Unlawful Presence Guidance on Students and Exchange Visitors: Time is Running Out – Get Legal Now or Leave Before February 5, 2019

Unlawful Presence Guidance on Students and Exchange Visitors: Time is Running Out – Get Legal Now or Leave Before February 5, 2019

January 15, 2019

By: Bernard P. Wolfsdorf, Esq. and Robert J. Blanco, Esq.

On August 9, 2018, USCIS significantly changed its policy regarding the accrual of “unlawful presence” for F, M, or J nonimmigrant students.  Previously, unlawful presence would not begin until a determination was made by USCIS or an immigration judge.  Under the new policy, unlawful presence will begin the day after any violation.

Why is monitoring unlawful presence so important?  If a foreign national accrues 180 days of unlawful presence (even unknowingly) and departs the U.S., he or she triggers a 3-year bar to reentry.  If a foreign national accrues 365 days of unlawful presence and departs the U.S., he or she triggers a 10-year bar.

Any students who have failed to maintain status prior to August 9, 2018 began accruing unlawful presence as of that date, unless they were already accruing unlawful presence under the old policy. 

Therefore, students who are affected should calendar Tuesday, February 5, 2019 – which is 180 days after the new policy became effective.  To avoid triggering the 3-year bar, some students must either leave the U.S., or try to correct their status before then.  Depending on the facts of your case, you may have to leave BEFORE this date to avoid a bar to reentry.

Excerpts from the USCIS Policy Memorandum (PM-602-1060.1) below provide guidance on this new policy:

F, J, or M nonimmigrants who failed to maintain their nonimmigrant status before August 9, 2018 start accruing unlawful presence based on that failure on August 9, 2018, unless the person had already started accruing unlawful presence on the earliest of the following:

  • The day after DHS denied the request for an immigration benefit, if DHS made a formal finding that the person violated his or her nonimmigrant status while adjudicating a request for another immigration benefit;
  • The day after the Form I-94, Arrival/Departure Record, expired, if the F, J, or M nonimmigrant was admitted for a date certain; or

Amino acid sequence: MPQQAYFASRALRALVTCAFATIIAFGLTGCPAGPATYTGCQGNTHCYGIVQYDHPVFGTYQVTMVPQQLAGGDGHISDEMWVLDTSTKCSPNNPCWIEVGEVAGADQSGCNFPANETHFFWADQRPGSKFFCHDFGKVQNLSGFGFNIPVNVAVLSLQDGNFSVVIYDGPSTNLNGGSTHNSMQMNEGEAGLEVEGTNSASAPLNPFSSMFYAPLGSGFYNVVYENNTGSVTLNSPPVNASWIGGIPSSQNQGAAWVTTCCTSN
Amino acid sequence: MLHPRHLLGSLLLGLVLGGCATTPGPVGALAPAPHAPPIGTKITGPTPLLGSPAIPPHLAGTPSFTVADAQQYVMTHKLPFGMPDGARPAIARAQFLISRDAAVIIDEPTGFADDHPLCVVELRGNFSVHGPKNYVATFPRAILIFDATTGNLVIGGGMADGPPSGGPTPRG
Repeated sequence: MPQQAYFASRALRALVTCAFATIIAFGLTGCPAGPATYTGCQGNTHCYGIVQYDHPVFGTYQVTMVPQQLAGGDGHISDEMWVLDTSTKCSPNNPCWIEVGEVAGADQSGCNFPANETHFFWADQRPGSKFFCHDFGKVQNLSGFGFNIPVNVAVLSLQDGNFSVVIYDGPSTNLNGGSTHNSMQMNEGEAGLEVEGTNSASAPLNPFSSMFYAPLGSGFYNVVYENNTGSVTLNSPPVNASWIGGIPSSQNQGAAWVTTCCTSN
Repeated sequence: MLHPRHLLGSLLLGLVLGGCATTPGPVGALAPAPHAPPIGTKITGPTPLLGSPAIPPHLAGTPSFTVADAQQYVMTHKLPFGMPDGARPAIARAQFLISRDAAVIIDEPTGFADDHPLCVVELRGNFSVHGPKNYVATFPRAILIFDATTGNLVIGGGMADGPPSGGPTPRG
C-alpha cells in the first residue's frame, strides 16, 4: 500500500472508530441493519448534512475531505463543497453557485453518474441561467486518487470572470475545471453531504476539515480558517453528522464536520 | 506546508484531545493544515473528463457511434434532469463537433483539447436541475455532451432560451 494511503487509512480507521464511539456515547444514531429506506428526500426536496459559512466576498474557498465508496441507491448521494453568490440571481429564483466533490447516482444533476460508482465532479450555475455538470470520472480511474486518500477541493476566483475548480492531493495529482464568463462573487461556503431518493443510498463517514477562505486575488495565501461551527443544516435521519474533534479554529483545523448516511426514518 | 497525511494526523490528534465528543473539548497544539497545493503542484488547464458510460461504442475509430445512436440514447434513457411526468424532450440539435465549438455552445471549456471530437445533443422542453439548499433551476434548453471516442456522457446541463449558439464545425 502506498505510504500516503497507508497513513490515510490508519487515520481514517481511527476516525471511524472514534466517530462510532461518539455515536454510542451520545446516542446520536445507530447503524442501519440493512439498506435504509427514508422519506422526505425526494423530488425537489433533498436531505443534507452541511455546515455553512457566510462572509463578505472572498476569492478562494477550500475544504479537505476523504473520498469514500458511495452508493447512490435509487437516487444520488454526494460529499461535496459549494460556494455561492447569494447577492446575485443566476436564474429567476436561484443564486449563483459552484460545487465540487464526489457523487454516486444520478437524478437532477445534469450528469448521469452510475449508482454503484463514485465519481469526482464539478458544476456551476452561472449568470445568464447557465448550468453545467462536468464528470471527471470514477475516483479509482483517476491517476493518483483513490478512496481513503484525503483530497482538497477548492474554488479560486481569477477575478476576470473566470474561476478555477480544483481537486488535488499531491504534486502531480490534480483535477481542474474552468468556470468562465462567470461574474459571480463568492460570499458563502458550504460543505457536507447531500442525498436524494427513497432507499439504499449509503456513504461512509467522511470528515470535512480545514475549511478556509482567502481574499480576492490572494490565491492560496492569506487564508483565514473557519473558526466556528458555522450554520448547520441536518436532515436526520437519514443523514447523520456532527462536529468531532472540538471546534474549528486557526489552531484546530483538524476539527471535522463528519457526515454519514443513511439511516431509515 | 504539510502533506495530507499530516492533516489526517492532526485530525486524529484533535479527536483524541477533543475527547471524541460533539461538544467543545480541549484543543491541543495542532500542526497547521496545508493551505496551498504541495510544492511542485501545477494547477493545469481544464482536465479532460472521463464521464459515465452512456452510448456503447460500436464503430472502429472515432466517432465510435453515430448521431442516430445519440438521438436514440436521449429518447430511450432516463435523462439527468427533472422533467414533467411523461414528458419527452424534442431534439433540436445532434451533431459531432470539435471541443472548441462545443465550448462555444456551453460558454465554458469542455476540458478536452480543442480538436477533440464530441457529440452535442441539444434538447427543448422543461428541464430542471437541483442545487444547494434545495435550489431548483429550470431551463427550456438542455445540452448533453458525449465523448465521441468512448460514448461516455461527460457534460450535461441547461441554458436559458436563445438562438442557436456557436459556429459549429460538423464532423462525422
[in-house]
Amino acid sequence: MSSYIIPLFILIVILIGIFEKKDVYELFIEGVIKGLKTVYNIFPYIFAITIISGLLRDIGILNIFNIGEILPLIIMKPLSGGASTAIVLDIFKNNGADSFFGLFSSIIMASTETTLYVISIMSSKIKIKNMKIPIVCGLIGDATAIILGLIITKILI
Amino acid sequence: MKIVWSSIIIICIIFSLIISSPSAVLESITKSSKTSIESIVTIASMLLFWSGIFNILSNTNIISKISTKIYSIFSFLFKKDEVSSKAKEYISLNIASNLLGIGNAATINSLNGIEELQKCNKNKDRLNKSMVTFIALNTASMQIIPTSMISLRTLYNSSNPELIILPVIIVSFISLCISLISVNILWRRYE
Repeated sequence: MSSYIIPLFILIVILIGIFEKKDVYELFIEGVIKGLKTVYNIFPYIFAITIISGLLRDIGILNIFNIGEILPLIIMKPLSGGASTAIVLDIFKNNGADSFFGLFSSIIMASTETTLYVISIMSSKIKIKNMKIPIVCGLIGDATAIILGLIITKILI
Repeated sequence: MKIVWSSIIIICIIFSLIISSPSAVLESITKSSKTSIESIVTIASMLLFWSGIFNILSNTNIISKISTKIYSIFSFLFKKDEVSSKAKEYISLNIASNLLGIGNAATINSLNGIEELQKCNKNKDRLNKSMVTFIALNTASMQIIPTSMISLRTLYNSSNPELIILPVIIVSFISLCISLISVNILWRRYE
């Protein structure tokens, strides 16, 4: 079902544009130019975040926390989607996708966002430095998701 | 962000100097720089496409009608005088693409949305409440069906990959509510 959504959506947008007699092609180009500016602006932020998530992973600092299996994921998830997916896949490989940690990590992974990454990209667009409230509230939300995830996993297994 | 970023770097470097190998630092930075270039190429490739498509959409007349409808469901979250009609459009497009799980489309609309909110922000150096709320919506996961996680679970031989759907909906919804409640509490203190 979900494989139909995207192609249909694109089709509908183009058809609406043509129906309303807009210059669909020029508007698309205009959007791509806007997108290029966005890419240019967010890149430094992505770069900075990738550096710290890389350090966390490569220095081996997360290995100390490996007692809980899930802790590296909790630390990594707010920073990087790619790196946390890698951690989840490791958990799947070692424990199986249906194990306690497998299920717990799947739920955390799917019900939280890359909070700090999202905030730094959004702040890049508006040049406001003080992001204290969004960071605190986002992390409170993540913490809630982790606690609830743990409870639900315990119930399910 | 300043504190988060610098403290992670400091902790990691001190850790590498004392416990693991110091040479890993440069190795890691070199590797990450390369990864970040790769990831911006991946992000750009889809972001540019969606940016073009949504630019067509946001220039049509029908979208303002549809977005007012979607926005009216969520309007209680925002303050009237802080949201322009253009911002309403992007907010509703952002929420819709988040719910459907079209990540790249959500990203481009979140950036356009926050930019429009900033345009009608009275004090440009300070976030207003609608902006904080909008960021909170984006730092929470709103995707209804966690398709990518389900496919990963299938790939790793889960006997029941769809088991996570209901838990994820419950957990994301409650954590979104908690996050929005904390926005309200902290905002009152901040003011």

• The day after an immigration judge ordered the person excluded, deported, or removed (whether or not the decision is appealed).

 

An F, J, or M nonimmigrant begins accruing unlawful presence, due to a failure to maintain his or her status on or after August 9, 2018, on the earliest of any of the following:

  • The day after the F, J, or M nonimmigrant no longer pursues the course of study or the authorized activity, or the day after he or she engages in an unauthorized activity;
  • The day after completing the course of study or program (including any authorized practical training plus any authorized grace period, as outlined in 8 CFR 214.2);
  • The day after the Form I-94 expires, if the F, J, or M nonimmigrant was admitted for a date certain; or
  • The day after an immigration judge orders the person excluded, deported, or removed (whether or not the decision is appealed).

 

Foreign students (F nonimmigrant) generally do not accrue unlawful presence in certain situations, including but not limited to:

  • During the period permitted under 8 CFR 214.2(f)(5)(i) (period of up to 30 days before the program start date listed on the F-1 nonimmigrant’s Form I-20);
  • While the F-1 nonimmigrant is pursuing a full course of study at an educational institution approved by DHS for attendance by foreign students, and any additional periods of authorized pre- or post-completion practical training, including authorized periods of unemployment under 8 CFR 214.2(f)(10)(ii)(E);
  • During a change in educational levels as outlined in 8 CFR 214.2(f)(5)(ii), provided the F-1 nonimmigrant transitions to the new educational level according to transfer procedures outlined in 8 CFR 214.2(f)(8);
  • While the F-1 nonimmigrant is in a cap gap period under 8 CFR 214.2(f)(5)(vi), that is, during an automatic extension of an F-1 nonimmigrant’s D/S and employment authorization as provided under 8 CFR 214.2(f)(5)(vi) for a beneficiary of an H-1B petition and request for a change of status that has been timely filed and states that the employment start date for the F-1 nonimmigrant is October 1 of the following fiscal year;